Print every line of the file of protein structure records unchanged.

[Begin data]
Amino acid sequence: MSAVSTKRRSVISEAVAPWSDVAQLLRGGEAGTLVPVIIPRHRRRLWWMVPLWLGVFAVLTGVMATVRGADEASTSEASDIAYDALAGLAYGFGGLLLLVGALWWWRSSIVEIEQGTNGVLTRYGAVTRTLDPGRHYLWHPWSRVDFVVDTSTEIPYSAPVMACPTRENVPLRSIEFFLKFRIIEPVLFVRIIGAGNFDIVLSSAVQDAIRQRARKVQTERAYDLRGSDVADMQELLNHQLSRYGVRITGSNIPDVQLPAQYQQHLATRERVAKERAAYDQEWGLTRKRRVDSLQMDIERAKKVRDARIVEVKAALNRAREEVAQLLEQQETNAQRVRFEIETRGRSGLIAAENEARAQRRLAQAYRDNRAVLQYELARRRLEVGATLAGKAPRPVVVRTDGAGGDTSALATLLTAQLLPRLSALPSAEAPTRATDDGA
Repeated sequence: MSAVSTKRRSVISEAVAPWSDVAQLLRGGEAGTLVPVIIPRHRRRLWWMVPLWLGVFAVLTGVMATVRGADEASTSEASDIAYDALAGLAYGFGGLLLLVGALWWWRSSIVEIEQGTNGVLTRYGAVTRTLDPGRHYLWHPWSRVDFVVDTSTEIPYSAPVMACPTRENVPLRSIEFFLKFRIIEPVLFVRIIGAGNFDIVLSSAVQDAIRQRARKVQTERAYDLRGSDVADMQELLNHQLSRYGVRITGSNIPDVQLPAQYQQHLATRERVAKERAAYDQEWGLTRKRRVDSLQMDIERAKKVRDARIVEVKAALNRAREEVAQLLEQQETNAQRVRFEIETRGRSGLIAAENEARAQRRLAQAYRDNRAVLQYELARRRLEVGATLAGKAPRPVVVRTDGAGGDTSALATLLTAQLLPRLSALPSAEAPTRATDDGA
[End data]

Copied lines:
Amino acid sequence: MSAVSTKRRSVISEAVAPWSDVAQLLRGGEAGTLVPVIIPRHRRRLWWMVPLWLGVFAVLTGVMATVRGADEASTSEASDIAYDALAGLAYGFGGLLLLVGALWWWRSSIVEIEQGTNGVLTRYGAVTRTLDPGRHYLWHPWSRVDFVVDTSTEIPYSAPVMACPTRENVPLRSIEFFLKFRIIEPVLFVRIIGAGNFDIVLSSAVQDAIRQRARKVQTERAYDLRGSDVADMQELLNHQLSRYGVRITGSNIPDVQLPAQYQQHLATRERVAKERAAYDQEWGLTRKRRVDSLQMDIERAKKVRDARIVEVKAALNRAREEVAQLLEQQETNAQRVRFEIETRGRSGLIAAENEARAQRRLAQAYRDNRAVLQYELARRRLEVGATLAGKAPRPVVVRTDGAGGDTSALATLLTAQLLPRLSALPSAEAPTRATDDGA
Repeated sequence: MSAVSTKRRSVISEAVAPWSDVAQLLRGGEAGTLVPVIIPRHRRRLWWMVPLWLGVFAVLTGVMATVRGADEASTSEASDIAYDALAGLAYGFGGLLLLVGALWWWRSSIVEIEQGTNGVLTRYGAVTRTLDPGRHYLWHPWSRVDFVVDTSTEIPYSAPVMACPTRENVPLRSIEFFLKFRIIEPVLFVRIIGAGNFDIVLSSAVQDAIRQRARKVQTERAYDLRGSDVADMQELLNHQLSRYGVRITGSNIPDVQLPAQYQQHLATRERVAKERAAYDQEWGLTRKRRVDSLQMDIERAKKVRDARIVEVKAALNRAREEVAQLLEQQETNAQRVRFEIETRGRSGLIAAENEARAQRRLAQAYRDNRAVLQYELARRRLEVGATLAGKAPRPVVVRTDGAGGDTSALATLLTAQLLPRLSALPSAEAPTRATDDGA